Along with the diplomats, security police and journalists in the Panamanian entourage here for the signing of the canal treaties, Gen. Omar Torrijos brought along a formidable literary arsenal: Gabriel Garcia Marquez, Latin America's foremost living novelist, and Briton Graham Greene.
Garcia Marquez, 49, a Columbian best known here for "One Hundred Years of Solitude," is on the left of the Latin literary world and has produced some journalistic efforts himself recently on Cuba and Angola. He said yesterday that he has spent much time recently in Panama, 'at first with the idea of doing a journalistic piece. But now I know too many things that I am not permitted to write. I'll have to save them for my memoirs."
Although much of the Latin-left is uncomfortable with Torrijos, Garcia Marquez called him "an excellent person . . . who has helped me overcome my prejudice against the military."
The salty author not only accepted Torrijos' invitation but took advantage of the visit here to accept another: to read from his works for the recorded history program of the Library of Congress.
Garcia Marquez asked, however, not to be included in the Panamanian delegation to last night's White House or State Department dinners - he chose instead to attend a protest march against the presence of Chile's military ruler, President Augusto Pinochet.
Whereas other Latin leftists have denouced President Carter for inviting Pinochet, Garcia Marquez was sympathetic. "It seems to me the invitation was an insult, but I understand that he had no alternative."
He added: "I believe in the good faith of President Carter" in seeking to convince the Senate - through the gathering of the Latin leaders - that the hemisphere is united behind Torrijos. But he warned that Carter "is playing a difficult card . . . If he doesn't get [Senate] ratification he has no other card to play."
If the treaties are not ratified now, after 13 years of Panamanian effort in negotiation, he said, "they will have to turn to the other road" of force. For the panamanians' part, he prediced that 90 percent would vote in favor of ratification in the plebiscite there.
Garcia Marquez foresees the possibility of violence even if the Senate ratification vote is put off. "The danger is that for many Latin Americans this is more attractive than negotiations - more romantic." And besides, he said, the date for turnover of the canal zone by phalanxes of unarmed off." He pictured an invasion of the canal zone by phalanxes unarmed writers and poets, and asked rhetorically if the United States could then defend the land with guns.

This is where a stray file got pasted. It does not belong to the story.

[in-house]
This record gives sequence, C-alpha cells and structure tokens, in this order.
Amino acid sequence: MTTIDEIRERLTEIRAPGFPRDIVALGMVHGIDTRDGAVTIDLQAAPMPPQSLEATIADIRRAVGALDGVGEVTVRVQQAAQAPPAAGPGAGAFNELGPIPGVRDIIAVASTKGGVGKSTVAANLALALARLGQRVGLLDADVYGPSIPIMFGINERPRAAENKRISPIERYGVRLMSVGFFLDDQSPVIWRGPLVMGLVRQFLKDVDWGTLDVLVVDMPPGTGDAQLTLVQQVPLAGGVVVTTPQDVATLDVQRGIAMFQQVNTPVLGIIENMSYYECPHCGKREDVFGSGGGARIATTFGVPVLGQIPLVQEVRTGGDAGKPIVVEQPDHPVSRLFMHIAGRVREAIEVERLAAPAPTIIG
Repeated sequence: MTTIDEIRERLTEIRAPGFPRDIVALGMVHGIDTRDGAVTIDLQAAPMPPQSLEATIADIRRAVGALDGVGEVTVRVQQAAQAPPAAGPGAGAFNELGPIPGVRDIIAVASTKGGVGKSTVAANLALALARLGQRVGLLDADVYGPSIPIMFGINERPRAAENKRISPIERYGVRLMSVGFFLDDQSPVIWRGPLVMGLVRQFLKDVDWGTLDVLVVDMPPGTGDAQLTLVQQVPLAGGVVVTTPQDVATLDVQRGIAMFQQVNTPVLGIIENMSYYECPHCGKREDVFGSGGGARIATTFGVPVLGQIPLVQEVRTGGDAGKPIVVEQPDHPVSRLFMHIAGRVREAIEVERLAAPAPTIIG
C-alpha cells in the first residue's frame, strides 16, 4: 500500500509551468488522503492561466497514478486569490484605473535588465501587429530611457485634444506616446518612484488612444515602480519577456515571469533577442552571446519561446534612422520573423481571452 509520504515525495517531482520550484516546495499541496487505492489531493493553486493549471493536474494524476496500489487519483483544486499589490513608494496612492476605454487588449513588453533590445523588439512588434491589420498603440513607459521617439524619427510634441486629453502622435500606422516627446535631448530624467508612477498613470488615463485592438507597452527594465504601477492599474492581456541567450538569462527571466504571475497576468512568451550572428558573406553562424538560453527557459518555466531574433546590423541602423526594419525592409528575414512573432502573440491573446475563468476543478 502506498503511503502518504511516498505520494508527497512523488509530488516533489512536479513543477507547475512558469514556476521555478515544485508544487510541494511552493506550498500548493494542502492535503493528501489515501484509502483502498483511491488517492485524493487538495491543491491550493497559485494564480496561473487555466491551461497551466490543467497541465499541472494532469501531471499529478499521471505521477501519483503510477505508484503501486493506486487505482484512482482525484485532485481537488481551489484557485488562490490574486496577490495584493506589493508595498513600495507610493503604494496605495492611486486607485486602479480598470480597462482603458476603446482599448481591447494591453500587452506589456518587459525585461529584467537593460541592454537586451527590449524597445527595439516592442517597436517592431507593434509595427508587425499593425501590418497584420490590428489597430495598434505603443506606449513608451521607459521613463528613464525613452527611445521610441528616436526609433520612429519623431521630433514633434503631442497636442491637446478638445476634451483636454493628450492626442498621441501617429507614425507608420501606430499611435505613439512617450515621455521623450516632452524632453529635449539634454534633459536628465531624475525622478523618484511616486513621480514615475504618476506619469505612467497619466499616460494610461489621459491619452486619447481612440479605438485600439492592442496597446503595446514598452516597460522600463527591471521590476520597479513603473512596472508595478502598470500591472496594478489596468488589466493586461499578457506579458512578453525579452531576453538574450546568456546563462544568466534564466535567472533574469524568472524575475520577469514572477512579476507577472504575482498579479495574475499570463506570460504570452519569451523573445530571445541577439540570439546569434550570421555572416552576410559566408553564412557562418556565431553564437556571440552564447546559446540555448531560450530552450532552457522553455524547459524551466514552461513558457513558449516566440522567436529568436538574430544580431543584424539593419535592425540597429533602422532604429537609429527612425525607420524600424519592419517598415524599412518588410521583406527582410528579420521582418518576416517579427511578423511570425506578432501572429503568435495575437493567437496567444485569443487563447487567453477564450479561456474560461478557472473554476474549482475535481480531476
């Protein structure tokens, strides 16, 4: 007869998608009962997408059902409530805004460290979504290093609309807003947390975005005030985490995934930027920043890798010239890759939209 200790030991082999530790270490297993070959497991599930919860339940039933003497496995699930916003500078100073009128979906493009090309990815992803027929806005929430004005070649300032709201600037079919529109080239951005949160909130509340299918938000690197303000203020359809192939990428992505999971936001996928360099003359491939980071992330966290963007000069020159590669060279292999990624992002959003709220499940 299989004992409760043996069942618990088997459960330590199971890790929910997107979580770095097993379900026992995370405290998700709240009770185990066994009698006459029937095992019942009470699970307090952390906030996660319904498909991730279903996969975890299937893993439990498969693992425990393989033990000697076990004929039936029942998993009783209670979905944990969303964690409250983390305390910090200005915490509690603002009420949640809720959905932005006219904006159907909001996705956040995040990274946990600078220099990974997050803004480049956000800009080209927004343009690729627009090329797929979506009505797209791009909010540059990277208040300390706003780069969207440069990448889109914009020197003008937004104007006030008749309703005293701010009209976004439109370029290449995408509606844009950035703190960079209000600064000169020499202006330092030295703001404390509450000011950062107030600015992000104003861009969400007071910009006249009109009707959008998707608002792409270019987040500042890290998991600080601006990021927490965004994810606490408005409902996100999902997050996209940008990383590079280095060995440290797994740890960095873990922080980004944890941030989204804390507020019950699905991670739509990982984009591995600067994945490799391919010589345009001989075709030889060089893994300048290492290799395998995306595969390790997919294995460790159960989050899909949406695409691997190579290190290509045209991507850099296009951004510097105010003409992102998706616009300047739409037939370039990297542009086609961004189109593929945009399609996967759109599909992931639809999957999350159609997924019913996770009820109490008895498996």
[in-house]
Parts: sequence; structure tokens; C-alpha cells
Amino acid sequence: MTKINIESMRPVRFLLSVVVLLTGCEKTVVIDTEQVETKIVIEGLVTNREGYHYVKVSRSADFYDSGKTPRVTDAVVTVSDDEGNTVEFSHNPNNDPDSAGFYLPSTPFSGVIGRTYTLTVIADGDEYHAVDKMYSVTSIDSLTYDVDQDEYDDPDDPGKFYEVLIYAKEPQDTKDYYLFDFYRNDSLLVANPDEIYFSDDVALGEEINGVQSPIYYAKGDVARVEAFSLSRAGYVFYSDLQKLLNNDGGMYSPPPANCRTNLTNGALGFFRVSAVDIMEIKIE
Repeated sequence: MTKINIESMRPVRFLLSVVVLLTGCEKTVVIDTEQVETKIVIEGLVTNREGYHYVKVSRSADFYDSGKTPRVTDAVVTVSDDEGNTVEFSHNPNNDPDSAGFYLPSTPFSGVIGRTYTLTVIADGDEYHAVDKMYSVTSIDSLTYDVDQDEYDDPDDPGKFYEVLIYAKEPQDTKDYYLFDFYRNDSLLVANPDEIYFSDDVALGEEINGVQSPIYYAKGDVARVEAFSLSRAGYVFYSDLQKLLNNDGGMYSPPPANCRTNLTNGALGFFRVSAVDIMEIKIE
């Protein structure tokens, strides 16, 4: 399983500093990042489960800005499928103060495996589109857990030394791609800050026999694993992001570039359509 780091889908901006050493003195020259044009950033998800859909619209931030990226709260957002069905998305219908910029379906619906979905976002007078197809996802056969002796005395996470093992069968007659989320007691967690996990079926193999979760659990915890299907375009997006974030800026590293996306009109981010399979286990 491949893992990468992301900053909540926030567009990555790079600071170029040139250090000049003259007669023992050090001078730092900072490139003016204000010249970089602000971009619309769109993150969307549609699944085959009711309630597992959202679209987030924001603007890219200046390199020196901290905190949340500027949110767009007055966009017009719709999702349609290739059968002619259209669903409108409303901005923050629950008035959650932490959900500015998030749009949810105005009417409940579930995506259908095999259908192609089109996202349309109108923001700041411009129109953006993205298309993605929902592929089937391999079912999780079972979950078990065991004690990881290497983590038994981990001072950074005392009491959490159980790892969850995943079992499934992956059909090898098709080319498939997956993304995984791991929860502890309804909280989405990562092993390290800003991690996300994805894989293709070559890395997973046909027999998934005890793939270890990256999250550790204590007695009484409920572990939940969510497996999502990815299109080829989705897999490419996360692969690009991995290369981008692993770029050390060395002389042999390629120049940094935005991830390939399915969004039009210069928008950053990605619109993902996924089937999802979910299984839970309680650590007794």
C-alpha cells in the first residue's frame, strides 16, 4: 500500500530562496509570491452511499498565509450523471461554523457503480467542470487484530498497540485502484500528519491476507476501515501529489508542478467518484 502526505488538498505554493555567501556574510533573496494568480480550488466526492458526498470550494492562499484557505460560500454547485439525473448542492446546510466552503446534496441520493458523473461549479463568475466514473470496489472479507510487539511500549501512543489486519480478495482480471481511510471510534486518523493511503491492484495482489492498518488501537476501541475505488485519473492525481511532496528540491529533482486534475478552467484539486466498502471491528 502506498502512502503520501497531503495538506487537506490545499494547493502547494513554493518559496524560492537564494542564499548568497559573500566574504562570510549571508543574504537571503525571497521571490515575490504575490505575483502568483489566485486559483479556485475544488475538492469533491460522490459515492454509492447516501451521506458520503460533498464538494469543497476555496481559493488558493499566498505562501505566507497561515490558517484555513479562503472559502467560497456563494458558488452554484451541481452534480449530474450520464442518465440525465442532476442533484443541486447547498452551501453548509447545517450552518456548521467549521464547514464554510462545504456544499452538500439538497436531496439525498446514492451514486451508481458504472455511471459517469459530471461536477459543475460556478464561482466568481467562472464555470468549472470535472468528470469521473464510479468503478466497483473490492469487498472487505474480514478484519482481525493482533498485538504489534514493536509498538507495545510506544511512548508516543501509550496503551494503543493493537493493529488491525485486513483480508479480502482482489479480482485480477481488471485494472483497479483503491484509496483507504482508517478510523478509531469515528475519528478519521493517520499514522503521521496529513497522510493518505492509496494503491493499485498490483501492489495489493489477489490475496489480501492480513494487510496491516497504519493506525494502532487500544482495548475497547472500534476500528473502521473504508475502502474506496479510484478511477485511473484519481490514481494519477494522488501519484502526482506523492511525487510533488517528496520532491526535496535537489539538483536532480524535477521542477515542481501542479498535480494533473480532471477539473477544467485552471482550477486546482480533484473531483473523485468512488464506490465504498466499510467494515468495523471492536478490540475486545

"I personally think the Senate will ratify," he concluded, "but it will be the death of all President Carter's efforts on Latin America if it does not."
Garcia Marquez then hurried off to the Library of Congress. He showed only the slightest irritation that in agreeing to read there he was following in the footsteps of Argentina's conservative literary great, Jorge Luis Borges.
Borges is given to short stories rather than novels and is also given to scathing criticism of leftist political positions. He was at the library last year. "Each time I hear him say these things I declare I will never read him," said Garcia Marquez. "But when another book appears, I cannot put it down."
For his part, Garcia Marquez chose to read atthe library from his most recent, "and most difficult" novel," "The Autumn of the Patriarch," published in English last year.
obviously at ease in the United States, although reluctant to speak any English, Garcia Marquez is enrolling one of his two sons at Harvard this fall.
A note in The Washington Post last January accompanying an article by Garcia Marquez identified him as a Communist. He said yesterday that "I do not belong to any party, but I do believe that Latin America will be Socialist and I want it to be. I believe, further, that the most splendid Socialist revolution will be in the United States." He thought half a second and added: "Probably it will be the last one."
His next work, he said, will be on Cuba, where he has spend considerable time interviewing Fidel Castro and getting to know the island "so similar to where I was born" - on the Caribbean coast of Columbia.
Alluding to Castro's support in the past for Torrijos's canal negotiations, Garcia Marquez said "It does not surprise me that Cuba has not said a single word" at this critical time on the question of the signing by Carter and the panamanian.
Graham Greene, 72, has said he was visiting Panama - one of the few places he has been, he said, to which he can return - when Torrijos invited him to come along. He disavowed any intention to write anything about the canal ceremonies any time soon, "perhaps in five years."
The author, whose novels have so often punctured the military pretensions of Latin dictatorships, arrived, as did Garcia Marquez, on an official Panamanian passport. At an Organization of American States cocktail party he tried to get close enough to Pinochet to be able to refuse to shake hands, but he was outmaneuvered on a crowded floor.